Bossert Behind-the-Scenes
August 12, 2017 posted by

Adding Character to a Silent Cartoon with Music

A still from the Oswald the Lucky Rabbit short, RIVAL ROMEOS, Premiere on February 26, 1928; general release on March 5, 1928. Disney

This is the third column of my three-part series on Oswald, which are expanded partial extracts from my new book, Oswald the Lucky Rabbit: The Search for the Lost Disney Cartoons. I must tell you right up front that I am not a musical person. Aside from playing the recorder in third grade, I dont play any musical instruments. But, I love music and listen to anything from classical to contemporary alternative rock and everything in between. I am also a fan of film soundtracks and am very attune to listening and appreciating movie music. To me, music is a supporting character to the screen action especially in the early days of cinema. So, it is an integral part of the restoration efforts on the silent cartoons and an aspect of the process that I find particularly enjoyable and satisfying.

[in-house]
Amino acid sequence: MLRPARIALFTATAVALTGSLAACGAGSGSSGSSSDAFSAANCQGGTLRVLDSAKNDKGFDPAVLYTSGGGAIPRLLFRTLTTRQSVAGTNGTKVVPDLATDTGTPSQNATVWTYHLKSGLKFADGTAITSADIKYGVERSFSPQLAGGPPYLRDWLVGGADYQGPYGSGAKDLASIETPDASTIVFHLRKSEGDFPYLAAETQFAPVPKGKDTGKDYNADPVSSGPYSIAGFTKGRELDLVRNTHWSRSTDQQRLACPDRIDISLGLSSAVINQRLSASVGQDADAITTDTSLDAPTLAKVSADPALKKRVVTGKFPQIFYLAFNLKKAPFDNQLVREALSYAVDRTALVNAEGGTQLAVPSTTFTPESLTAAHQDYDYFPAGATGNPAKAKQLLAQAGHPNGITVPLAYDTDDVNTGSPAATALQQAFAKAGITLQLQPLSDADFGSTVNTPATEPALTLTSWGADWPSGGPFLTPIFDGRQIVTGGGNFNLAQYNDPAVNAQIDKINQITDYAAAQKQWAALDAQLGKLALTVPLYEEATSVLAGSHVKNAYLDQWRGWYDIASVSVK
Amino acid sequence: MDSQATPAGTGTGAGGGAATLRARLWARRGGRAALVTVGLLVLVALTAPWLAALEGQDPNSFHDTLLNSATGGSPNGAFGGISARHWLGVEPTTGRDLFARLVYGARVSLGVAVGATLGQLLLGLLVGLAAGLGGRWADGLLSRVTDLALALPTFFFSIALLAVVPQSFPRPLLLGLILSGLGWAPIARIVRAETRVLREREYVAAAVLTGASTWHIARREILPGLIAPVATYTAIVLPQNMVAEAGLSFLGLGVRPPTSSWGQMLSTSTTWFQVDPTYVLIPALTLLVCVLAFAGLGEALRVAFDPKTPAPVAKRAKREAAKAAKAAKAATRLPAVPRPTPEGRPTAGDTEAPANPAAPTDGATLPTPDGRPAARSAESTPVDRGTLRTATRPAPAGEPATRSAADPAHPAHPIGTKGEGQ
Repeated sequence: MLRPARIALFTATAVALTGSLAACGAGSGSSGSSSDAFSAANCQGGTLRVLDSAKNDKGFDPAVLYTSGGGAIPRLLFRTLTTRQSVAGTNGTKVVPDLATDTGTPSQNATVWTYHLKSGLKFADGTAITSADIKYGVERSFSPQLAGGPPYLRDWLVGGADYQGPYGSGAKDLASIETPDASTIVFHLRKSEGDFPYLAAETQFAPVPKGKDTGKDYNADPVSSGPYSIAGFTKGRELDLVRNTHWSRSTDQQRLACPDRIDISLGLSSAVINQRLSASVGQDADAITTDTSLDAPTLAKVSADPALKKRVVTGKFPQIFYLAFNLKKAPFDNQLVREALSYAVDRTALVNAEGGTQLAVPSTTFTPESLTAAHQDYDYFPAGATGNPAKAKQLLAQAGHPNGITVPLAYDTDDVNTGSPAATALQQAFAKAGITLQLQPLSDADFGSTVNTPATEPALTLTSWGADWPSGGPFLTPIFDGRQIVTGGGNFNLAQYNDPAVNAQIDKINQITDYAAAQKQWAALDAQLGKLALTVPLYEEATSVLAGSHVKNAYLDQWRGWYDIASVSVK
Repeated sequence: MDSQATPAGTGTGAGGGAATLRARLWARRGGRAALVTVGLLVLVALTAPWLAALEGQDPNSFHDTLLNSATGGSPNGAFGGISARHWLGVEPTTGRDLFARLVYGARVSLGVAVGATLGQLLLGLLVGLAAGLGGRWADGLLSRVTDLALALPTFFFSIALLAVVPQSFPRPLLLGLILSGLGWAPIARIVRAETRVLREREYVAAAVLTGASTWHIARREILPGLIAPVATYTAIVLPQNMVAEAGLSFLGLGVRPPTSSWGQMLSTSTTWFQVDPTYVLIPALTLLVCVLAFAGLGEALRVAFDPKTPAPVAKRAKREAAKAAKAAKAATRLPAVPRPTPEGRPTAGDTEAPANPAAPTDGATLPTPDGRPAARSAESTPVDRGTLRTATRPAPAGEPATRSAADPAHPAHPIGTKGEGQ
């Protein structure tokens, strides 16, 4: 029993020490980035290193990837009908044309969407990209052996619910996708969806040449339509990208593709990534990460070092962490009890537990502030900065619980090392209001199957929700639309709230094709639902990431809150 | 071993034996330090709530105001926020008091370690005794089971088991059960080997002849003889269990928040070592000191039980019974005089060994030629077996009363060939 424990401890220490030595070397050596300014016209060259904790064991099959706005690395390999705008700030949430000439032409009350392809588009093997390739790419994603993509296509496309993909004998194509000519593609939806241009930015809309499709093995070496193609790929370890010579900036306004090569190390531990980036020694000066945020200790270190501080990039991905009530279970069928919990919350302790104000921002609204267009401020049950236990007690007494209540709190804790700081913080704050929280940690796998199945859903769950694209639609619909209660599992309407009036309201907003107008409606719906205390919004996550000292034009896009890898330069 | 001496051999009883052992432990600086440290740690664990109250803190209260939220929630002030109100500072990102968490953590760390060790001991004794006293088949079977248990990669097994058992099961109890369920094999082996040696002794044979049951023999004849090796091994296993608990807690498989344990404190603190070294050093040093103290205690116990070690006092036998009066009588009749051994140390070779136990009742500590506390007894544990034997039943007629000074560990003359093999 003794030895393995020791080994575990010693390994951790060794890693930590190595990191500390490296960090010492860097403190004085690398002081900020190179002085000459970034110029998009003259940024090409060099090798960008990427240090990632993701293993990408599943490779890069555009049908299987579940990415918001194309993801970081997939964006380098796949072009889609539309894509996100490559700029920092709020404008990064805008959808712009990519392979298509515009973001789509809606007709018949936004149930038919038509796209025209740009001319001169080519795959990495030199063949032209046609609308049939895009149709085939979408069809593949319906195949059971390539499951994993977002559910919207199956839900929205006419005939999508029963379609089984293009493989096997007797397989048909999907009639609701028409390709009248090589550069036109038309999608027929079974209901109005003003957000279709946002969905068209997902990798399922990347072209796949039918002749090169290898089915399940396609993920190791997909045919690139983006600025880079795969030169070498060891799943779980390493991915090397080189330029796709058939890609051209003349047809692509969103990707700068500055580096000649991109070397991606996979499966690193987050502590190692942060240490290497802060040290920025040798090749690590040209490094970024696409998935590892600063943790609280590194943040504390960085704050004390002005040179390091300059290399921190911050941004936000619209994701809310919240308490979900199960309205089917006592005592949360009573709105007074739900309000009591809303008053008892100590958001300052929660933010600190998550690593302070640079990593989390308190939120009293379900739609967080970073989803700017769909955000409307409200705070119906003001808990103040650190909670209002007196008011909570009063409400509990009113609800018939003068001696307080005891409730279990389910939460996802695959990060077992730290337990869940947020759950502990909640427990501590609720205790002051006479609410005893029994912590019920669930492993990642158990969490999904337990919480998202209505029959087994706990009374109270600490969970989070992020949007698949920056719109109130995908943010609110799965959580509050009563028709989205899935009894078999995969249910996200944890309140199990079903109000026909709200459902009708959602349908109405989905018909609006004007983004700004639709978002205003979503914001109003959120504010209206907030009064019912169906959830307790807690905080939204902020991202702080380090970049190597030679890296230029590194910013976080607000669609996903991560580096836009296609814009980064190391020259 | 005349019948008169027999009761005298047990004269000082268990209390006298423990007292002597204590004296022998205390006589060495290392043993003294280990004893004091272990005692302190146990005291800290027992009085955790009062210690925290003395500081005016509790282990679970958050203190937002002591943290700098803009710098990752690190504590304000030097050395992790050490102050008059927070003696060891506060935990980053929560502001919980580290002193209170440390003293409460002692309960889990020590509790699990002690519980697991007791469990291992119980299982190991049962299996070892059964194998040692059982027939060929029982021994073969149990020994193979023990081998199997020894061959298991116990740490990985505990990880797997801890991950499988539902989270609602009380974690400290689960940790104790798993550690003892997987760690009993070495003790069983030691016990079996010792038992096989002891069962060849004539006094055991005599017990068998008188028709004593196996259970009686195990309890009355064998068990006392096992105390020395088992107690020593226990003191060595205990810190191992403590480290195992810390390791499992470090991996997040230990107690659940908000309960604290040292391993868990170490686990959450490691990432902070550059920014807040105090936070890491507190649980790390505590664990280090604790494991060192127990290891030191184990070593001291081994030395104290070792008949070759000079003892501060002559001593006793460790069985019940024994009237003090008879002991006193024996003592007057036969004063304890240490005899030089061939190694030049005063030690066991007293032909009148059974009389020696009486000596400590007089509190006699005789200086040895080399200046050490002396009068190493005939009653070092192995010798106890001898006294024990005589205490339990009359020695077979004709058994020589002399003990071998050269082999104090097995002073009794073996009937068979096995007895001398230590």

Since these Oswald shorts are silent cartoons, there are no known music scores that have survived. I spoke with and had searched the music archives at Disney and came up empty; there are no scores. These shorts were released to theaters as silent films and it was the theaters resident musician, most typically on a Wurlitzer organ or a piano, who would play along with the picture being projected. In some instancesin larger citiesthere might be a small ensemble of musicians. The music would be different from theater to theater, with each theater music director bringing his or her own musical sensibilities to their performance and music scores. A good theater organist would be able to improvise as the film was playing. The larger theaters with full orchestras would also have musical directors who could compile scores from libraries of cues, then supply parts to the orchestra, the smaller ensemble, and/or the organist, said film historian J. B. Kaufman.